Richmond

Learn about the the Mayors’ Council vision for transportation in Richmond.

City of Richmond

Cycle path along the West Dyke photo courtesy of qousqous/flickr

As of 2011, the population of Richmond was approximately 190,000, and the city is expecting to grow by another 55,000 people within the next 15 years. Richmond  is home to a diverse economy with a wide range of sectors including aerospace, agriculture, film and television, IT, manufacturing, tourism, and transportation industries.

The city is served by many bridges, but the four primary ones are the Knight Street, Oak Street, and Arthur Laing Bridges into Vancouver, and Alex Fraser Bridge into North Delta.* The Massey Tunnel connects Richmond to South Delta* but planning is underway to replace it with a bridge (construction is scheduled to begin in 2017). Richmond is also home to the Vancouver Airport (YVR), which was connected directly to Waterfront Station by light rail in 2009, when the Canada Line was opened. The Canada Line runs primarily north-south toward YVR, with every second train turning west at Bridgeport Station, and stops at seven stations in Richmond.

*The distinction between North and South Delta is not only relevant to national and provincial elections. South Delta residents are better connected to Richmond by road and transit than to North Delta (despite being part of the same municipality) and TransLink analyzes Richmond and South Delta as one sub-region.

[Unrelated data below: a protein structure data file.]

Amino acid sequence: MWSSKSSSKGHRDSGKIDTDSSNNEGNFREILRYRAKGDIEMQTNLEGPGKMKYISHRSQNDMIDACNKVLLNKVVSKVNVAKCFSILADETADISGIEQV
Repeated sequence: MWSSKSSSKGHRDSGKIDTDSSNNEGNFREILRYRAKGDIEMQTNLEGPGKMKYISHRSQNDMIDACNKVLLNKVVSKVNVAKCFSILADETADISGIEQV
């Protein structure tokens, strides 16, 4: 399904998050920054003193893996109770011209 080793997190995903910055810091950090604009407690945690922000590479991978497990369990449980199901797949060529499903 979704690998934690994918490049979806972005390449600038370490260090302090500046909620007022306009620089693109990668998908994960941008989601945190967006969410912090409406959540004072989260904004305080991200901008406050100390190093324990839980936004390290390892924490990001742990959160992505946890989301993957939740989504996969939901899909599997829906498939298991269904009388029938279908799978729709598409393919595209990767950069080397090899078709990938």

FAST FACTS

  • According to the 2011 transportation diaries published by TransLink, Richmond’s transportation mode share closely resembles Vancouver’s on weekdays: 75-80% of trips are made by car and less than 15% are made by transit
  • Most trips that leave Richmond are headed to the City of Vancouver
  • The majority of trips made by transit remain within the Richmond/South Delta region
  • On average, Richmond residents travel slightly further by transit (13.8 km) than Vancouver residents (12.6 km), but not quite as far by car
  • 67% of daily trips remain in this region, but to the region’s neighbours 16% of trips end in Vancouver, 8% end South of the Fraser, and 5% end in Burnaby or New Westminster

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